White Rose University Consortium logo
University of Leeds logo University of Sheffield logo York University logo

Abrasive and impact wear of stone used to manufacture axes in Neolithic Greece

Lewis, R., Tsoraki, C., Broughton, J., Cripps, J.C., Afodun, S.A., Slatter, T. and Roubos, V. (2011) Abrasive and impact wear of stone used to manufacture axes in Neolithic Greece. Wear, 271 (9-10). pp. 2549-2560. ISSN 0043-1648

Full text available as:
[img]
Preview
Text
WRRO_43495.pdf

Download (818Kb)

Abstract

Excavations at the Neolithic settlement at Makriyalos in Northern Greece brought to light a large number of stone axe heads, the majority of which were manufactured from serpentinite and igneous rocks. Detailed study of the manufacturing traces on the archaeological implements identified that both percussive (pecking) and abrasive techniques (sawing and grinding/polishing) were employed for the production of the axes. There is limited evidence, however, of how these processes may have been undertaken.

The aim of this work was to build on previous research investigating sawing and polishing methods and the materials that may have been used in these tasks.

Modern samples of two types of serpentinite and a dolerite were collected from the environs of the archaeological site. These were tested for strength and porosity. Through archaeological research the materials available to Neolithic people were established and some testing was carried out to establish sliding speeds and loads and percussive impact velocities achievable by a human to feed into the tribological test design.

Pin-on-disc wear tests were carried out using quartz, chalcedony and sandstone as the pin material in wet and dry conditions to study sawing and polishing behaviour. Reciprocating tests were carried out using leather and combinations of lubricant (animal fat and water) and abrasive medium (sand) to study effects on polishing. Percussive impact tests were also carried out.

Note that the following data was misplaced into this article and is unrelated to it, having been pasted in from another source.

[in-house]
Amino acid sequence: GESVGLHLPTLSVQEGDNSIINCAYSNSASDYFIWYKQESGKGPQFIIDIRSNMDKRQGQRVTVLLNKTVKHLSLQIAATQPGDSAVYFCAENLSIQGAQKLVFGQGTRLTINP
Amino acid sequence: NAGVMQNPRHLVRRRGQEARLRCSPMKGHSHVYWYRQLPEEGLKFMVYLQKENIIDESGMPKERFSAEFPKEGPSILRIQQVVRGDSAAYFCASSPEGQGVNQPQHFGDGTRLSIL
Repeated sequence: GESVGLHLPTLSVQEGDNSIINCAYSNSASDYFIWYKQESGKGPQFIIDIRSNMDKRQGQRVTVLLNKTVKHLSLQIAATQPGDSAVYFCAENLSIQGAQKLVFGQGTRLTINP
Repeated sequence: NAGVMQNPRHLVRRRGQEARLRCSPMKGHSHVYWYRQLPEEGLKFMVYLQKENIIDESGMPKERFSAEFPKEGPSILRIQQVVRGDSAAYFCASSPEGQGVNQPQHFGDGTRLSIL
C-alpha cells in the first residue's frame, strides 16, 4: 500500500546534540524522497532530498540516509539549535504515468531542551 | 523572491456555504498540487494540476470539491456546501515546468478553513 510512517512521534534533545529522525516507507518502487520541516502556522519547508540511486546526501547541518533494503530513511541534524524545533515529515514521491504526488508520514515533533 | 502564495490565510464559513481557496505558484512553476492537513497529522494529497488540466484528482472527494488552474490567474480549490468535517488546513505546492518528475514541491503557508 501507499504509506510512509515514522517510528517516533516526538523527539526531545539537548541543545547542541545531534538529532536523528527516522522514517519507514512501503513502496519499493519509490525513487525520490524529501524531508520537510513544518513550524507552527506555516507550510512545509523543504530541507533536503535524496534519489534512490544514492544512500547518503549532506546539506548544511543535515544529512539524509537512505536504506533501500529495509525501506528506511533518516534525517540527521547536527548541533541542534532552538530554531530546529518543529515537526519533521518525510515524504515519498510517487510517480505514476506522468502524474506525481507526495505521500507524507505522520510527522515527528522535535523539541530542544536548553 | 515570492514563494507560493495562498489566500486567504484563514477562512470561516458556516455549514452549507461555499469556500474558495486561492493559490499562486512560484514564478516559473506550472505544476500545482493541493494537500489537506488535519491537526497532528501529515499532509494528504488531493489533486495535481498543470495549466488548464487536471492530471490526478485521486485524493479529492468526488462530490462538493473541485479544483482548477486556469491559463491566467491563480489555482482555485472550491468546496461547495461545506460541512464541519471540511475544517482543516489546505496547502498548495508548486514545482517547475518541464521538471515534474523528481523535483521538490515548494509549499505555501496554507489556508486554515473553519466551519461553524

The tests indicated that with certain combinations of materials and test conditions, both sawing and polishing could be achieved. A series of stages for the polishing were identified which are in line with observations made by archaeologists. (C) 2011 Elsevier B.V. All rights reserved.

Item Type: Article
Copyright, Publisher and Additional Information: © 2011 Elsevier. This is an author produced version of a paper subsequently published in Wear. Uploaded in accordance with the publisher's self-archiving policy.
Keywords: Neolithic stone manufacture; Stone abrasion; Stone impact wear
Institution: The University of Sheffield
Academic Units: The University of Sheffield > Faculty of Arts and Humanities (Sheffield) > Department of Archaeology (Sheffield)
The University of Sheffield > Faculty of Engineering (Sheffield) > Department of Mechanical Engineering (Sheffield)
The University of Sheffield > Faculty of Engineering (Sheffield) > Department of Civil and Structural Engineering (Sheffield)
Depositing User: Miss Anthea Tucker
Date Deposited: 02 Dec 2011 11:12
Last Modified: 08 Feb 2013 17:35
Published Version: http://dx.doi.org/10.1016/j.wear.2010.12.074
Status: Published
Publisher: Elsevier
Refereed: Yes
Identification Number: 10.1016/j.wear.2010.12.074
URI: http://eprints.whiterose.ac.uk/id/eprint/43495

Actions (repository staff only: login required)